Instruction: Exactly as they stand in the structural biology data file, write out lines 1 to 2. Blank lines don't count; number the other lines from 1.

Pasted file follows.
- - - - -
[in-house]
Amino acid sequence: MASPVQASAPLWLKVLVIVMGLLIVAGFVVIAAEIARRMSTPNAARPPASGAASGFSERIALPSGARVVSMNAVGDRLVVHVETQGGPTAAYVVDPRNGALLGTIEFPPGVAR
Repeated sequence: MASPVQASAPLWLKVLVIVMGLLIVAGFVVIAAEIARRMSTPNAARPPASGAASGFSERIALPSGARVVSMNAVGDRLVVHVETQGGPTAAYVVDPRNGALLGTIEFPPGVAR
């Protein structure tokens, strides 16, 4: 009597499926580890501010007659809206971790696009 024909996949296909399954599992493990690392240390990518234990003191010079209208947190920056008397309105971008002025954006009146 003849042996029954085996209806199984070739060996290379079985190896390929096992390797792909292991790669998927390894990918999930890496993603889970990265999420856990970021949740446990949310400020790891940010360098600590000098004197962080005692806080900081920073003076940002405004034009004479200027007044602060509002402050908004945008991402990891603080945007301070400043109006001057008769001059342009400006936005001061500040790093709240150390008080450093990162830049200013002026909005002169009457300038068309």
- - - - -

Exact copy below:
[in-house]
Amino acid sequence: MASPVQASAPLWLKVLVIVMGLLIVAGFVVIAAEIARRMSTPNAARPPASGAASGFSERIALPSGARVVSMNAVGDRLVVHVETQGGPTAAYVVDPRNGALLGTIEFPPGVAR